American Honda has filed suit in federal court against LKQ Corporation, claiming that LKQ sells nearly two dozen wheels that infringe on Honda’s design patents.
LKQ has denied the claims, and filed a counterclaim accusing Honda of unfairly trying to stifle competition.
The complaint, filed in the U.S. District Court for the Central Division of California, Western Division, claims that LKQ “imports, manufactures, uses, offers to sell, and/or sells wheels” that infringe on patents held by Honda.
The complaint lists seven of the patents as examples, with an additional 16 patents listed in Exhibit 1. The oldest of the patents dates from February 2012, and the newest from December 2018.
Both sides agree that a letter of complaint from Honda, dated April 1, 2021, and a follow-up teleconference failed to settle the matter.
Honda asks the court to declare that LKQ “has willfully infringed the patents-in-suit” and has engaged in unfair competition under California law, and to order LKQ and any of its resellers from continuing to sell the wheels. The suit also seeks unspecified financial damages.
“Honda is the valid owner by assignment of all right, title, and interest in each of the design patents identified in the list attached hereto as Exhibit 1 (collectively, the “patents-in-suit”), including all rights to sue and collect for past, present, and future damages,” the complaint states.
Honda said the copies would fool an ordinary observer and induce them to buy the aftermarket products, assuming them to be supplied by Honda.
LKQ knows that the wheels infringe on Honda’s designs, the OEM said, because “Defendant has itself marketed and/or referred to the Accused Products as ‘replicas’ of Honda Products (as shown in an example below) when selling to retailers and/or customers.”
In its response, LKQ challenges Honda’s claim of intellectual property, arguing that “None of the patents-in-suit are assigned to American Honda Motor Co., Inc.”
LKQ also claims that the patents themselves are invalid under federal law for a number of reasons. It claims, among other arguments, that the drawings are “incomplete and unclear and fail to comply with the requirements for patent drawings utilized in design patents,” that the patents “do not disclose all material aspects of the design Honda ‘invented,'” and that the subject matter “is functional and ineligible for design patent protection.”
“The Honda litigation is another example of an automobile manufacturer attempting to use design patents that should have never been allowed to extract monopoly profits from the American consumer,” Robert Masone, senior marketing director for LKQ, told RDN. “LKQ is committed to making reasonably priced automobile parts available to consumers. If that means LKQ must continuously defend against frivolous lawsuits asserting design patent infringement, it will do so.”
In a counterclaim, LKQ accuses Honda of engaging in “unfair or unlawful business practices” by “asserting and pursuing purported rights and claims under the patents-in-suit in bad faith.”
It said that Honda’s attempts to enforce the patents “are causing confusion among the relevant public and creating a false impression that LKQ’s products are illegal, low-quality, and ‘knock-off’ wheels that are inferior to Honda’s goods.”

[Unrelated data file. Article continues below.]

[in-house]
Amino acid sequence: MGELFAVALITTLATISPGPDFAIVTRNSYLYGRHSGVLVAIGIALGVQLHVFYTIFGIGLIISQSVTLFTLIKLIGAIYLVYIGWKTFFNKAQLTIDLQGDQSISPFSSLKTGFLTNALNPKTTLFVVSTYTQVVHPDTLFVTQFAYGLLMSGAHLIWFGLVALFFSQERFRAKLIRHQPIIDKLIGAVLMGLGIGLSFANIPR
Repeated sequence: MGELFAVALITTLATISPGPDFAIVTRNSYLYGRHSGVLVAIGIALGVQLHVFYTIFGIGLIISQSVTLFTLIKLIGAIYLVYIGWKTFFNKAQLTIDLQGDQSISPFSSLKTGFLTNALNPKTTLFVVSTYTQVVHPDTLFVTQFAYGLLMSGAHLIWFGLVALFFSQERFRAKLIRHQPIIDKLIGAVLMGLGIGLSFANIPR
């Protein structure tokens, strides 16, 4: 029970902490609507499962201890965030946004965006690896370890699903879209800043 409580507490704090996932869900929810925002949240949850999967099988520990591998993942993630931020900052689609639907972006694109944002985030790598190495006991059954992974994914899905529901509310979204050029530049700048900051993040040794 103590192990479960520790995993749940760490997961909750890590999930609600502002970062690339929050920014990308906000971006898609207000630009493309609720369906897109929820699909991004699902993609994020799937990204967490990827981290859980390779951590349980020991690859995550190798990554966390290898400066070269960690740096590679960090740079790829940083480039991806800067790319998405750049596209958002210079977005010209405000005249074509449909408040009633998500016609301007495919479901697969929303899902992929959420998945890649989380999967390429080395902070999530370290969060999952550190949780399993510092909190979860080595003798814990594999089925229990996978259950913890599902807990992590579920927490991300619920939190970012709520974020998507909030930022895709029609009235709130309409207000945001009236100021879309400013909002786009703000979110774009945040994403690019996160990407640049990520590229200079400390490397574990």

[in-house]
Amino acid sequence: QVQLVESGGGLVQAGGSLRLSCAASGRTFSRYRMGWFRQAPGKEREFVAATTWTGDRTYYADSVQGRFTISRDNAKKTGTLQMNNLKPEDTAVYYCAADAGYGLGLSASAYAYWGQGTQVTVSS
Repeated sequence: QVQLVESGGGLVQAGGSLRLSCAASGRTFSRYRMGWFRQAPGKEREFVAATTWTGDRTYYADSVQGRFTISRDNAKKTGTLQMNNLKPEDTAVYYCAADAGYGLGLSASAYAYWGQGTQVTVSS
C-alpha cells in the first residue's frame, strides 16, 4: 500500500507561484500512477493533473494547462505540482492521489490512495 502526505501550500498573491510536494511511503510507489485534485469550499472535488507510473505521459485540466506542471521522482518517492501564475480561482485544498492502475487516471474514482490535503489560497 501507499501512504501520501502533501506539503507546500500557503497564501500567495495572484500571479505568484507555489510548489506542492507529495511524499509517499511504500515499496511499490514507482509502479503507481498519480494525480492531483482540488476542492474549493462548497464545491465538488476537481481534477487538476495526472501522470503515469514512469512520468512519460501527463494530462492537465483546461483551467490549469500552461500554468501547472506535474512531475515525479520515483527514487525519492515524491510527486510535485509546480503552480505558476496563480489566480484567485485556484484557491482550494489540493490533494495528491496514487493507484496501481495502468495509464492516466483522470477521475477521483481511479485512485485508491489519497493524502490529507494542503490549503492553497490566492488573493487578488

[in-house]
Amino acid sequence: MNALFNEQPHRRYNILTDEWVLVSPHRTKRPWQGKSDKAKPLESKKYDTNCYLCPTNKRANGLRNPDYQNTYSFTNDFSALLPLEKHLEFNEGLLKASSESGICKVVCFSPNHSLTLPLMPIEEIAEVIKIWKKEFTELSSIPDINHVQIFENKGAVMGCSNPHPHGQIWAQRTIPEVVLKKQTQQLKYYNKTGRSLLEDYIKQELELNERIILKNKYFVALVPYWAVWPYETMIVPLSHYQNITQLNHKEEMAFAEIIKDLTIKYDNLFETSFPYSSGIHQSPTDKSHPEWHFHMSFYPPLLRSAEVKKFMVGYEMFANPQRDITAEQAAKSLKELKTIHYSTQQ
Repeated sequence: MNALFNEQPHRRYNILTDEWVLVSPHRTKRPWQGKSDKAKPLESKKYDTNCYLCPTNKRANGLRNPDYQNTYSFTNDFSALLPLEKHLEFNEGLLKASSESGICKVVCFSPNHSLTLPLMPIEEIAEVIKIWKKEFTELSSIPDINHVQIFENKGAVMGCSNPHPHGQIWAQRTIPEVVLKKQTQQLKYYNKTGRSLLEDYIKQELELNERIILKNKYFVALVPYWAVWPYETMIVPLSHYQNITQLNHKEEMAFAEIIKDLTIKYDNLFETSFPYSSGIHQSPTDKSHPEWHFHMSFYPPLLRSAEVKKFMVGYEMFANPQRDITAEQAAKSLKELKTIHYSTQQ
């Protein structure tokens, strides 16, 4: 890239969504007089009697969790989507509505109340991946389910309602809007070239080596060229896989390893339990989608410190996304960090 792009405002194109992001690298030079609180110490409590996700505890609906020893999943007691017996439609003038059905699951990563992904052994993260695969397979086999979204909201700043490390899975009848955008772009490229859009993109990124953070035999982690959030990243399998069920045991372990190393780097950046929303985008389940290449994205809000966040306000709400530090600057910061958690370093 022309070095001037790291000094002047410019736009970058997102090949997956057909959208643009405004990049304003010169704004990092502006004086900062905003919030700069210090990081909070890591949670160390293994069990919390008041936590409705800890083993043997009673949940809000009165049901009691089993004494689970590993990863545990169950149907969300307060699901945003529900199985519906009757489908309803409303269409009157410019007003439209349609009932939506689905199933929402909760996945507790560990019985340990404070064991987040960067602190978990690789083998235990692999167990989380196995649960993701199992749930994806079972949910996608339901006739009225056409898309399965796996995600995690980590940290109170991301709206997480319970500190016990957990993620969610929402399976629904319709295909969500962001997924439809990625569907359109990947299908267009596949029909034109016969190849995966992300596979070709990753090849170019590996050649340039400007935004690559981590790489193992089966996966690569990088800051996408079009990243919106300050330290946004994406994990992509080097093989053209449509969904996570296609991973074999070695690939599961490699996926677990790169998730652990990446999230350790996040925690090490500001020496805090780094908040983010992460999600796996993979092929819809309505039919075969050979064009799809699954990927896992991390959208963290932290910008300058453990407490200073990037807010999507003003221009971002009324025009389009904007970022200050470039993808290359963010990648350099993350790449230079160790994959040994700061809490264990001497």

“Honda is enforcing the patents-in-suit to drive LKQ and other competitors out of the market for replacement wheels for its vehicles so that it can charge customers monopoly prices for its own products, thereby depriving the people of the State of California of reasonably priced replacement wheels,” the counterclaim states.
Judge André Birotte Jr. has set a scheduling conference for Feb. 25.
Nowhere in its complaint and response does Honda make reference to the quality of the wheels LKQ sells, but it has issued general position statements recommending the use of Genuine Honda parts in repairs.
“Other parts — whether aftermarket, counterfeit, or gray market — are not recommended. The quality, performance and safety of these parts and whether they are compatible with a particular Honda vehicle are unknown,” a position statement dated Aug. 20, 2010, states. “Only by purchasing Genuine Honda parts through an authorized US Honda dealer can you be assured of the replacement part’s authenticity, reliability and compatibility.”
In addition, the company has posted a video on the Honda and Acura Certified Collision site, showing aftermarket wheels failing safety tests that Genuine Honda wheels pass. (The video, called “The Wheel Story,” does not identify the maker or supplier of the aftermarket wheels, and the inclusion of this information in this story does not imply that they were supplied by LKQ, or any other company.)
Featured image: A 2018 Honda Accord Hybrid wheel, one of the designs cited by American Honda in its complaint against LKQ. (Provided by Honda)
A side-by-side comparison of the design elements claimed by Honda in a patent (left) and LKQ Part No. ALY63141U30N for a 2018 Honda Accord Hybrid. The comparison “undeniably demonstrates Defendant has copied Honda’s design,” Honda said. (Provided by Honda)
An ad for a wheel for a 2013 Honda Accord, from LKQ’s website. (Provided by Honda)
Two drawings of the same wheel design, with one showing that a certain design line reaches the edge of the rim, and the second showing the same line approaching the edge of the rim. LKQ presented the drawings as an example of how the patents are “incomplete and unclear.” (Provided by LKQ)